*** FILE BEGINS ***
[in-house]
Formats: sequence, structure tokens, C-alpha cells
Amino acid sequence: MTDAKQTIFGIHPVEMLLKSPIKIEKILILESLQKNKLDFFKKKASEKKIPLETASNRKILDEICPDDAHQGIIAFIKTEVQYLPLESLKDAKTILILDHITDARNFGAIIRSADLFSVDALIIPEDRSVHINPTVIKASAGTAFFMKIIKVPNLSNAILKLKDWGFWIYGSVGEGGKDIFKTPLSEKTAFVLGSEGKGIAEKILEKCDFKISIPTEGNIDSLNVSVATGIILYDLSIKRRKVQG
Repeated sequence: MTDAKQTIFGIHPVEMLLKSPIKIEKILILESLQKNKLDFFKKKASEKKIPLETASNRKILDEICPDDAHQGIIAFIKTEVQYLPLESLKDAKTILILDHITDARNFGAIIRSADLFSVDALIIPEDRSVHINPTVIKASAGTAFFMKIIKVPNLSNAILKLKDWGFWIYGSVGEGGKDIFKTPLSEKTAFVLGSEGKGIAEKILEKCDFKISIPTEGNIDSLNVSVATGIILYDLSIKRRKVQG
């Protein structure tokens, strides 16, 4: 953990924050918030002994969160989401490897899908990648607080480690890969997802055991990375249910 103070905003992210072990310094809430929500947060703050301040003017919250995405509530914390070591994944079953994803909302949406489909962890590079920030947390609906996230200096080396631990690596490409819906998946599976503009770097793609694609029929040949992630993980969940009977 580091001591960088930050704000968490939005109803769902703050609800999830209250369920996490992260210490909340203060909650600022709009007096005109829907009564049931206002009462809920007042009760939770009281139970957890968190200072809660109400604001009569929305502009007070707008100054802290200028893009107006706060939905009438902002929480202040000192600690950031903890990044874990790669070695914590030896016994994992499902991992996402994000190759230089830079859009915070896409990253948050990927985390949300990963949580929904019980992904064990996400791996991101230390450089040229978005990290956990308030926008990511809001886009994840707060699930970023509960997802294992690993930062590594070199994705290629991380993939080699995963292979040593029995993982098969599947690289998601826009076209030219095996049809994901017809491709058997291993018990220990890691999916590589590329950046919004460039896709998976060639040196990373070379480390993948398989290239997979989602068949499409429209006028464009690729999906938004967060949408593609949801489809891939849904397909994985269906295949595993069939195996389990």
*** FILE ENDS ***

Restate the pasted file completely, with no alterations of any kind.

[in-house]
Formats: sequence, structure tokens, C-alpha cells
Amino acid sequence: MTDAKQTIFGIHPVEMLLKSPIKIEKILILESLQKNKLDFFKKKASEKKIPLETASNRKILDEICPDDAHQGIIAFIKTEVQYLPLESLKDAKTILILDHITDARNFGAIIRSADLFSVDALIIPEDRSVHINPTVIKASAGTAFFMKIIKVPNLSNAILKLKDWGFWIYGSVGEGGKDIFKTPLSEKTAFVLGSEGKGIAEKILEKCDFKISIPTEGNIDSLNVSVATGIILYDLSIKRRKVQG
Repeated sequence: MTDAKQTIFGIHPVEMLLKSPIKIEKILILESLQKNKLDFFKKKASEKKIPLETASNRKILDEICPDDAHQGIIAFIKTEVQYLPLESLKDAKTILILDHITDARNFGAIIRSADLFSVDALIIPEDRSVHINPTVIKASAGTAFFMKIIKVPNLSNAILKLKDWGFWIYGSVGEGGKDIFKTPLSEKTAFVLGSEGKGIAEKILEKCDFKISIPTEGNIDSLNVSVATGIILYDLSIKRRKVQG
């Protein structure tokens, strides 16, 4: 953990924050918030002994969160989401490897899908990648607080480690890969997802055991990375249910 103070905003992210072990310094809430929500947060703050301040003017919250995405509530914390070591994944079953994803909302949406489909962890590079920030947390609906996230200096080396631990690596490409819906998946599976503009770097793609694609029929040949992630993980969940009977 580091001591960088930050704000968490939005109803769902703050609800999830209250369920996490992260210490909340203060909650600022709009007096005109829907009564049931206002009462809920007042009760939770009281139970957890968190200072809660109400604001009569929305502009007070707008100054802290200028893009107006706060939905009438902002929480202040000192600690950031903890990044874990790669070695914590030896016994994992499902991992996402994000190759230089830079859009915070896409990253948050990927985390949300990963949580929904019980992904064990996400791996991101230390450089040229978005990290956990308030926008990511809001886009994840707060699930970023509960997802294992690993930062590594070199994705290629991380993939080699995963292979040593029995993982098969599947690289998601826009076209030219095996049809994901017809491709058997291993018990220990890691999916590589590329950046919004460039896709998976060639040196990373070379480390993948398989290239997979989602068949499409429209006028464009690729999906938004967060949408593609949801489809891939849904397909994985269906295949595993069939195996389990």